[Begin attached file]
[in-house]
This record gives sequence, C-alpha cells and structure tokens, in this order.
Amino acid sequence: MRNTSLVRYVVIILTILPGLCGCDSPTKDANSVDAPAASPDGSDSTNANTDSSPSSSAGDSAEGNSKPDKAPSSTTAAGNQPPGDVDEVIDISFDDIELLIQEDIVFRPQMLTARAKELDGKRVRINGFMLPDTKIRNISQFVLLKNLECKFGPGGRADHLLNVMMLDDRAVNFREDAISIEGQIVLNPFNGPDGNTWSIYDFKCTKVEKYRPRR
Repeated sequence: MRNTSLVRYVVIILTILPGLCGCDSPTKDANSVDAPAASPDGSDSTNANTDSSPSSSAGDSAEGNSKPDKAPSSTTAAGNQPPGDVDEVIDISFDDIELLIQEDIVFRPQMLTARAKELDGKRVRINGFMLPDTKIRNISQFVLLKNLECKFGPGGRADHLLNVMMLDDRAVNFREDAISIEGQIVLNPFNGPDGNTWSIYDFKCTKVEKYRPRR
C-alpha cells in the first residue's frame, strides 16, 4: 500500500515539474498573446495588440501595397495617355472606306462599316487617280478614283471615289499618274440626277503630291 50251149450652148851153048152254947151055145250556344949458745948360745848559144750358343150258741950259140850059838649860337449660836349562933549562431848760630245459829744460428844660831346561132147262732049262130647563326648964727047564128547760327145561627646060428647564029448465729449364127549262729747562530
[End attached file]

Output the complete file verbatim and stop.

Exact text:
[in-house]
This record gives sequence, C-alpha cells and structure tokens, in this order.
Amino acid sequence: MRNTSLVRYVVIILTILPGLCGCDSPTKDANSVDAPAASPDGSDSTNANTDSSPSSSAGDSAEGNSKPDKAPSSTTAAGNQPPGDVDEVIDISFDDIELLIQEDIVFRPQMLTARAKELDGKRVRINGFMLPDTKIRNISQFVLLKNLECKFGPGGRADHLLNVMMLDDRAVNFREDAISIEGQIVLNPFNGPDGNTWSIYDFKCTKVEKYRPRR
Repeated sequence: MRNTSLVRYVVIILTILPGLCGCDSPTKDANSVDAPAASPDGSDSTNANTDSSPSSSAGDSAEGNSKPDKAPSSTTAAGNQPPGDVDEVIDISFDDIELLIQEDIVFRPQMLTARAKELDGKRVRINGFMLPDTKIRNISQFVLLKNLECKFGPGGRADHLLNVMMLDDRAVNFREDAISIEGQIVLNPFNGPDGNTWSIYDFKCTKVEKYRPRR
C-alpha cells in the first residue's frame, strides 16, 4: 500500500515539474498573446495588440501595397495617355472606306462599316487617280478614283471615289499618274440626277503630291 50251149450652148851153048152254947151055145250556344949458745948360745848559144750358343150258741950259140850059838649860337449660836349562933549562431848760630245459829744460428844660831346561132147262732049262130647563326648964727047564128547760327145561627646060428647564029448465729449364127549262729747562530